Capital subsidies are usually adopted to overcome credit market imperfections and compensate for local external diseconomies common in backward areas. Such rationales usually holds stronger for small firms. This might mean that small firms benefit the most from business subsidy policies. Using a multiple regression discontinuity design we evaluate the effectiveness of the main Italian regional policy in the period 1996-2007 - the Law 488/92 (L. 488) - in achieving economic growth for firms of different sizes. We find that the impact of the subsidies on employment, investment, and turnover is positive and statistically significant for micro and small firms, while it is not statistically different from zero for medium and large firms. On the other side, the effect on productivity is negligible irrespective of the firms’ size. This might mean that are the smaller firms that really need the Government support to grow.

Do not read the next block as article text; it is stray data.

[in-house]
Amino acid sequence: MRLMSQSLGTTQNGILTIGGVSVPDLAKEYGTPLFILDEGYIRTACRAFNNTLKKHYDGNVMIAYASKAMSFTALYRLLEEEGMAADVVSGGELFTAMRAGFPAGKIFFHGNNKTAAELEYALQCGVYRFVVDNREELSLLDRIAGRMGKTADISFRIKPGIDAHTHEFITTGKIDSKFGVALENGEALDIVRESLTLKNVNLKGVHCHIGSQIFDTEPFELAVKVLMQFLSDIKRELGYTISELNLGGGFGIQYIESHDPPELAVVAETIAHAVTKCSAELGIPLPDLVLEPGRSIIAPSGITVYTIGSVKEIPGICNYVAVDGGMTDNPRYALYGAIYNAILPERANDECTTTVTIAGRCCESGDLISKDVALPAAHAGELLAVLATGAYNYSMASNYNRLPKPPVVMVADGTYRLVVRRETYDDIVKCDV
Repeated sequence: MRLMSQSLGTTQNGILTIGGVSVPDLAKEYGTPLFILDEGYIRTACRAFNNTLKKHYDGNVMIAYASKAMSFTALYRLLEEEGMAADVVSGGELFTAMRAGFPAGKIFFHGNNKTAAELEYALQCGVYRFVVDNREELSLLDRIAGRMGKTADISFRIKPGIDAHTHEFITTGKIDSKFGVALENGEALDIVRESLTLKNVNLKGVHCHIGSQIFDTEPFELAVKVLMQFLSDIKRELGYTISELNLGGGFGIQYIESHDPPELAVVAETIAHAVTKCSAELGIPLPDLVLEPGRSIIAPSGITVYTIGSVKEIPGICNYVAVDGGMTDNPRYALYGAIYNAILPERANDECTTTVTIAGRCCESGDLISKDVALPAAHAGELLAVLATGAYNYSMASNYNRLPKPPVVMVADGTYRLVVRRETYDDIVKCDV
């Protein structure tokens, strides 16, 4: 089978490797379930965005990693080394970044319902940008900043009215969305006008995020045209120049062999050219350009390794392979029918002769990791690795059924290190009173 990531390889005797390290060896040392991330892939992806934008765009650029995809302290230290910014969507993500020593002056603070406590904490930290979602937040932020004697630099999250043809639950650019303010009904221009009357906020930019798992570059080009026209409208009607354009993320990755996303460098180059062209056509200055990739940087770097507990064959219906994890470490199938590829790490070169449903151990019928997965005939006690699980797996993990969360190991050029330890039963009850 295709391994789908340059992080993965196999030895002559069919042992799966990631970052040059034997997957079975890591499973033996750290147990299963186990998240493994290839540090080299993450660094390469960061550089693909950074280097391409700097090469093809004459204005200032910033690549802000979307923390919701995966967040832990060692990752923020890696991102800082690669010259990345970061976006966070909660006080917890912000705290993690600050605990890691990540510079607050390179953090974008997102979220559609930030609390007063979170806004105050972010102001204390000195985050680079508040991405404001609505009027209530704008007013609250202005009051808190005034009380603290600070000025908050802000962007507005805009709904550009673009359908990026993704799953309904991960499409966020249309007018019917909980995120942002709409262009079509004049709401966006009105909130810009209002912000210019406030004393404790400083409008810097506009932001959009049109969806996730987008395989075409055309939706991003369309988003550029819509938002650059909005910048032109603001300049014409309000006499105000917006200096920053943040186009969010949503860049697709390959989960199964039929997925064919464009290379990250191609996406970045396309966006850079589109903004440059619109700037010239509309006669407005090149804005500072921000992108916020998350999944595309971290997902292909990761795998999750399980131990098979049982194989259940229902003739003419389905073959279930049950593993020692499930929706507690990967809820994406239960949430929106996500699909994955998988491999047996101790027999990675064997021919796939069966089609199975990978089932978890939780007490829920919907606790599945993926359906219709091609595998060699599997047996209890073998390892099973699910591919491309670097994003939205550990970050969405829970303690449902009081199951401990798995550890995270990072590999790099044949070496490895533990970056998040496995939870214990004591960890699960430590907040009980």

Keywords: Multiple regression discontinuity design, subsidies, policy evaluation, sample splits, Law 488/92, LATE